And it’s not just secondhand smoke that Kathleen is worried about. Thirdhand smoke is also dangerous, especially for babies and toddlers. What is thirdhand smoke? It originates from the particles of a burning cigarette that are left on surfaces, for example, the chemicals and nicotine that stay behind on doors, windows, and everywhere else in a vehicle when someone smokes inside it. This means that even when children aren’t in a car at the time someone is smoking, they can still ingest all those chemicals later on as they touch different parts of the vehicle.

Kathleen revealed that when children are chronically exposed to nicotine and smoke, their chances of becoming a smoker greatly increase. By passing the ordinance, the girls and city council members are helping prevent 2,200 kids in Colorado from becoming daily smokers, she further explained.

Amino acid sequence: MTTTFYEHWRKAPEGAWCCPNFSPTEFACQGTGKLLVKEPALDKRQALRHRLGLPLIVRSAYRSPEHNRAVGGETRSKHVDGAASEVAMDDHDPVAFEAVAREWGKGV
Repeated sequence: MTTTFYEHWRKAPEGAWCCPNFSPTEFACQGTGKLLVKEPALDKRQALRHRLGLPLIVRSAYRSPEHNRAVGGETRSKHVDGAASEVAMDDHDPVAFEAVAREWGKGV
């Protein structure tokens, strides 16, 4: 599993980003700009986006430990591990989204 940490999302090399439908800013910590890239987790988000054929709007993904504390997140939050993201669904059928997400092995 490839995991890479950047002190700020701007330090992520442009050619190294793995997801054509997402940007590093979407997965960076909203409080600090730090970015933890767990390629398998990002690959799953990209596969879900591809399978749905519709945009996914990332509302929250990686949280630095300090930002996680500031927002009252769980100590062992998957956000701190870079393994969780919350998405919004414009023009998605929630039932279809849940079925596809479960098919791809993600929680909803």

To every young girl who wants to make a change in the world but isn’t sure she’s capable of doing so, Kathleen says, “There is power in numbers, and an organization like Girl Scouts can really boost [girls’] confidence in their ability to make change, get things done, and stay motivated through the obstacles. I have a four-year-old daughter, and I can’t wait for her to start as a Girl Scout Daisy. I was so proud to show her that I was working with Girl Scouts and what they were able to do.”


“There is power in numbers, and an organization like Girl Scouts can really boost [girls’] confidence in their ability to make change, get things done, and stay motivated through the obstacles.”


Even with all of the support the girls were able to garner, they also encountered some negativity and opposition. After their first meeting with the city council, a few not-so-nice comments cropped up on social media and in the form of other complaints. Because of this, Kristen and her co-leader, Michele Malchow, were concerned about having the girls attend the final council meeting in which a final vote for or against the ordinance would be made.